This text is part of:
Table of Contents:
1 This passage is often taken as another example of Plato's hostility to science and the experimental method. It is of course not that, but the precise interpretation is difficult. Glaucon at first misapprehends (cf. p. 180, note a, on 529 A) and gives an amusing description of the mere empiricist in music. But Socrates says he does not mean these, but those who try to apply mathematics to the perception of sound instead of developing a (Kantian)a priori science of harmony to match the mathematical science of astronomy. Cf. also p. 193, note g, on 531 B, W. Whewell, Transaction of the Cabridge Philos. Soc. vol. ix. p. 389, and for music A. Rivaud, “Platon et la musique,”Rev. d’Histoire de la Philos. 1929, pp. 1-30; also Stallbaum ad loc., and E. Frank, Platon u. d. sog. Pyth.,Anhang, on the history of Greek music. He expresses surprise (p. 199) that Glaucon knows nothing of Pythagorean theories of music. Others use this to prove Socrates' ignorance of music.
2 This hints at the distinction developed in the Politicus between relative measurement of one thing against another and measurement by a standard. Cf. Polit. 283 E, 284 B-C, Theat. 186 A.
3 πυκνώματα(condensed notes). The word is technical. Cf. Adam ad loc.But, as ἄττα shows, Plato is using it loosely to distinguish a measure of sense perception from a mathematically determined interval.
4 Cf. Pater, Renaissance, p. 157. The phrase,ἐκ γειτόνων, is colloquial and, despite the protest of those who insist that it only means in the neighborhood, suggests overhearing what goes on next door—as often in the New Comedy.
5 Cf. Aldous Huxley, Jesting Pilate, p. 152: “Much is enthusiastically taught about the use of quarter tones in Indian music. I listened attentively at Lucknow in the hope of hearing some new and extraordinary kind of melody based on these celebrated fractions. But I listened in vain.” Gomprez, Greek Thinkers, iii. pp. 334-335, n. 85, thinks that Plato “shrugs his shoulders at experiments.” He refers to Plutarch, Life of Marcellus, xiv. 65, and Quaest. Conv. viii. 2. 1, 7, where Plato is represented as “having been angry with Eudoxus and Archytas because they employed instruments and apparatus for the solution of a problem, instead of relying solely on reasoning.”
6 So Malebranche, Entretiens sur la métaphysique, 3, x.: “Je pense que nous vous moquez de moi. C’est la raison et non les sens qu'il faut consulter.”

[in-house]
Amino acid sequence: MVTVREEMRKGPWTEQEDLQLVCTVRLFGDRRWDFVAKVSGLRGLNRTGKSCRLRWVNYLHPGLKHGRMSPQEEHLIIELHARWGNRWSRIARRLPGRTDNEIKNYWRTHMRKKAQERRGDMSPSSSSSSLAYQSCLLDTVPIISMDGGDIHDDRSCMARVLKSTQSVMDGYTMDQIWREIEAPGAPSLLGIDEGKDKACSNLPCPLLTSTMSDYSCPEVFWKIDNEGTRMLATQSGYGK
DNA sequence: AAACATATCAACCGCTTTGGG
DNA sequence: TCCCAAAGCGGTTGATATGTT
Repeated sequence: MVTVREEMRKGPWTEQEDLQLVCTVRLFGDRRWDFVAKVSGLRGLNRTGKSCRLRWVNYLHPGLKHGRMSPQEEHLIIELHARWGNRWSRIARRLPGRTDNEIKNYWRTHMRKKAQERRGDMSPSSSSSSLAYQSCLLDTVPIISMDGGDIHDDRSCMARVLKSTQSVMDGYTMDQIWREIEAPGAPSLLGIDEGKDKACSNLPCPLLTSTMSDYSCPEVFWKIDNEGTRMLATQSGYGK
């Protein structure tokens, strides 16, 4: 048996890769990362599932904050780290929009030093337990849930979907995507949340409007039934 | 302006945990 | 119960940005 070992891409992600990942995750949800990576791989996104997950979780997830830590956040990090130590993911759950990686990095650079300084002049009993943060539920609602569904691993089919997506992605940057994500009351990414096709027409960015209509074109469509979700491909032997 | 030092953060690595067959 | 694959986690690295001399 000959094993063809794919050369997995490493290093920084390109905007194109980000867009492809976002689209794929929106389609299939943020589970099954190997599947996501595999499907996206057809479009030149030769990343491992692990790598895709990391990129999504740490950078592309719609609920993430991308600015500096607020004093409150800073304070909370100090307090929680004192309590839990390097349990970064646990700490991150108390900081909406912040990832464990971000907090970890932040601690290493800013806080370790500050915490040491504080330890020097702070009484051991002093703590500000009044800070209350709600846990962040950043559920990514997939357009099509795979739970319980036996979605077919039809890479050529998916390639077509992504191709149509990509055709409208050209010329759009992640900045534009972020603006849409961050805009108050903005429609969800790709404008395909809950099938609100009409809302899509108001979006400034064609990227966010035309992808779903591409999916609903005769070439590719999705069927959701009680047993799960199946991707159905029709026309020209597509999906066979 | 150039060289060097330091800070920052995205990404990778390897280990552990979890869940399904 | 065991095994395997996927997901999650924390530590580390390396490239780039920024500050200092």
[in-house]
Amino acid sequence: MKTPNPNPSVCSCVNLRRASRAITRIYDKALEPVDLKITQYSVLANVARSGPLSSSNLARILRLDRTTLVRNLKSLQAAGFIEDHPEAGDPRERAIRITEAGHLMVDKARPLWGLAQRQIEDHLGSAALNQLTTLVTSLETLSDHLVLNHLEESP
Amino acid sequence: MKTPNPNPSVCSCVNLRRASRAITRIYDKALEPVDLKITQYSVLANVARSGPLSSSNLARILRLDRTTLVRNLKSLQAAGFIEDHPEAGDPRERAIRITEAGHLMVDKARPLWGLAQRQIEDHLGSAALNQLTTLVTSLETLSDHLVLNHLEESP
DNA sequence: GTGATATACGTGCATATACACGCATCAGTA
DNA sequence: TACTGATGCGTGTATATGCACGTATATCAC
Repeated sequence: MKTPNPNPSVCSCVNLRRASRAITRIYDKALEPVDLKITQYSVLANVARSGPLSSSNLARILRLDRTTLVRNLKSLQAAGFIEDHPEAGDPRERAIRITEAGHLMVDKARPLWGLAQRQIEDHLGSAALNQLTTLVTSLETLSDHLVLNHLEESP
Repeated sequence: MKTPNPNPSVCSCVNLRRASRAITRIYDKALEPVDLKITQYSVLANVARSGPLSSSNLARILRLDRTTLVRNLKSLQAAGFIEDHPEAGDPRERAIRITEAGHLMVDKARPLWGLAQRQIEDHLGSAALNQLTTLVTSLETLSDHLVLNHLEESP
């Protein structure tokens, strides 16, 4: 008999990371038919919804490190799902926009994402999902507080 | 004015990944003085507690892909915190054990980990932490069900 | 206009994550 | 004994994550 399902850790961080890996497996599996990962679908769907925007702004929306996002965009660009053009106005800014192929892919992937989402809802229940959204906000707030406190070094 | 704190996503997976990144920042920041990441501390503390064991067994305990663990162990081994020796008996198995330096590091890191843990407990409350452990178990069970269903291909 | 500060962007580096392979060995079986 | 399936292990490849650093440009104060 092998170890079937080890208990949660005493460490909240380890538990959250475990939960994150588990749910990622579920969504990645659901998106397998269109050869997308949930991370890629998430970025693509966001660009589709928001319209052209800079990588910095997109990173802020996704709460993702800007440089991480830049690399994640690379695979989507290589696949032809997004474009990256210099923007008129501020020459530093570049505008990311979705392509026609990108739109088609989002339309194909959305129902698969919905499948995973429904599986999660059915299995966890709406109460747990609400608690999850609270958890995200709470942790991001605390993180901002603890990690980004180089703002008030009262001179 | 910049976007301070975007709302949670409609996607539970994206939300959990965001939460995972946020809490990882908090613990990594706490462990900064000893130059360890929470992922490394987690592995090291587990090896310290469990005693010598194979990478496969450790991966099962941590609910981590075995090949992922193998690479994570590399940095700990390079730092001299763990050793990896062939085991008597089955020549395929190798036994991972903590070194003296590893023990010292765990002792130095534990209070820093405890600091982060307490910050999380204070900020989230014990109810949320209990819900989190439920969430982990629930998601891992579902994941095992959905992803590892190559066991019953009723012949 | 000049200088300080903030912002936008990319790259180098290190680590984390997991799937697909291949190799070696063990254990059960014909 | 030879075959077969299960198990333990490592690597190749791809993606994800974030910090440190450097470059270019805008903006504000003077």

8 The language of the imagery confounds the torture of slaves giving evidence on the rack with the strings and pegs of a musical instrument. For the latter cf. Horace, A.P. 348, “nam neque chorda sonum reddit quem vult manus et mens Poscentique gravem persaepe remittit acutum.” Stallbaum says that Plato here was imitated by Aristaenetus, Epist. xiv. libr. 1τί πράγματα παρέχετε χορδαῖς;
9 This also may suggest a reluctant and a too willing witness.
10 Cf. on 489 A, p. 23, note d.
11 He distinguishes from the pure empirics just satirized those who apply their mathematics only to the data of observation. This is perhaps one of Plato's rare errors. For though there may be in some sense a Kantian a priori mechanics of astronomy, there can hardly be a purely a priori mathematics of acoustics. What numbers are consonantly harmonious must always remain a fact of direct experience. Cf. my Platonism and the History of Science, p. 176.
12 Cf. Friedländer, Platon, p. 108, n. 1.
13 Cf. Tim. 47 C-D. Plato always keeps to his point—cf. 349 B-C, 564 A-B—or returns to it after a digression. Cf. on 572 B, p. 339, note e.
14 Cf. on 505 B, p. 88, note a.
16 Cf. on 537 C, Epin. 991 E.
17 Plato is fond of this image. It suggests here also the preamble of a law, as the translation more explicitly indicates. Cf. 532 D, anticipated in 457 C, and Laws 722 D-E, 723 A-B and E, 720 D-E, ;772 E, 870 D, 854 A, 932 A and passim.
18 Cf. Theaet. 146 B, and perhaps Euthyd. 290 C. Though mathematics quicken the mind of the student, it is, apart from metaphysics, a matter of common experience that mathematicians are not necessarily good reasoners on other subjects. Jowett's wicked jest, “I have hardly ever known a mathematician who could reason,” misled an eminent professor of education who infers that Plato disbelieved in “mental discipline” (Yale Review,July 1917). Cf. also Taylor, Note in Reply to Mr. A. W. Benn, Mind, xii. (1903) p. 511; Charles Fox, Educational Psychology pp. 187-188: “ . . . a training in the mathematics may produce exactness of thought . . . provided that the training is of such a kind as to inculcate an ideal which the pupil values and strives to attain. Failing this, Glaucon's observation that he had ‘hardly ever known a mathematician who was capable of reasoning’ is likely to be repeated.” On the text cf. Wilamowitz, Platon, ii. pp. 384-385, and Adam ad loc.
19 λόγον . . . δοῦναιA commonplace Platonic plea for dialectics. Cf. 534 B, Prot. 336 C, Polit. 286 A, Theaet. 202 C, 175 C, 183 D, Soph. 230 A, Phaedo 78 C-D, 95 D, Charm. 165 B, Xen.Oecon. 11. 22. Cf. also λόγον λαβεῖνRep. 402 A, 534 B, Soph. 246 C, Theaet. 208 D, and Thompson on Meno 76 D.
This work is licensed under a Creative Commons Attribution-ShareAlike 3.0 United States License.
An XML version of this text is available for download, with the additional restriction that you offer Perseus any modifications you make. Perseus provides credit for all accepted changes, storing new additions in a versioning system.